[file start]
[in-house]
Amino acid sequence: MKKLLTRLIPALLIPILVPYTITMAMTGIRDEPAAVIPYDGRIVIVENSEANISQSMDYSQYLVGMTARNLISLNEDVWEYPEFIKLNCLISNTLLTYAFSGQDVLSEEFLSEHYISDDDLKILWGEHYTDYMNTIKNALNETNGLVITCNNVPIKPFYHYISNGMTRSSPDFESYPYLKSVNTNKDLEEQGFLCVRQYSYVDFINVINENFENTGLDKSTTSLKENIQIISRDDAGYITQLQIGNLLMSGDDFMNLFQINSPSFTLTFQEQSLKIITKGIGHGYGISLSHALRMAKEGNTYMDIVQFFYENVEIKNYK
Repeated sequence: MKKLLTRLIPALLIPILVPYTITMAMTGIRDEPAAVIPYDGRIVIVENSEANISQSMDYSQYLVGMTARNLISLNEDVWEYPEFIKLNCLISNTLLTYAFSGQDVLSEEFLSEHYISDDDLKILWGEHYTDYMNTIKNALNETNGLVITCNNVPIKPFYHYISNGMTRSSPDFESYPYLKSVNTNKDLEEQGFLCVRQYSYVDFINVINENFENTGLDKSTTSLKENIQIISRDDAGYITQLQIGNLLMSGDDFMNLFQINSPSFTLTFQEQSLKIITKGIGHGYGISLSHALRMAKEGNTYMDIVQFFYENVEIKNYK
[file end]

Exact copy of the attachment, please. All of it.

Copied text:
[in-house]
Amino acid sequence: MKKLLTRLIPALLIPILVPYTITMAMTGIRDEPAAVIPYDGRIVIVENSEANISQSMDYSQYLVGMTARNLISLNEDVWEYPEFIKLNCLISNTLLTYAFSGQDVLSEEFLSEHYISDDDLKILWGEHYTDYMNTIKNALNETNGLVITCNNVPIKPFYHYISNGMTRSSPDFESYPYLKSVNTNKDLEEQGFLCVRQYSYVDFINVINENFENTGLDKSTTSLKENIQIISRDDAGYITQLQIGNLLMSGDDFMNLFQINSPSFTLTFQEQSLKIITKGIGHGYGISLSHALRMAKEGNTYMDIVQFFYENVEIKNYK
Repeated sequence: MKKLLTRLIPALLIPILVPYTITMAMTGIRDEPAAVIPYDGRIVIVENSEANISQSMDYSQYLVGMTARNLISLNEDVWEYPEFIKLNCLISNTLLTYAFSGQDVLSEEFLSEHYISDDDLKILWGEHYTDYMNTIKNALNETNGLVITCNNVPIKPFYHYISNGMTRSSPDFESYPYLKSVNTNKDLEEQGFLCVRQYSYVDFINVINENFENTGLDKSTTSLKENIQIISRDDAGYITQLQIGNLLMSGDDFMNLFQINSPSFTLTFQEQSLKIITKGIGHGYGISLSHALRMAKEGNTYMDIVQFFYENVEIKNYK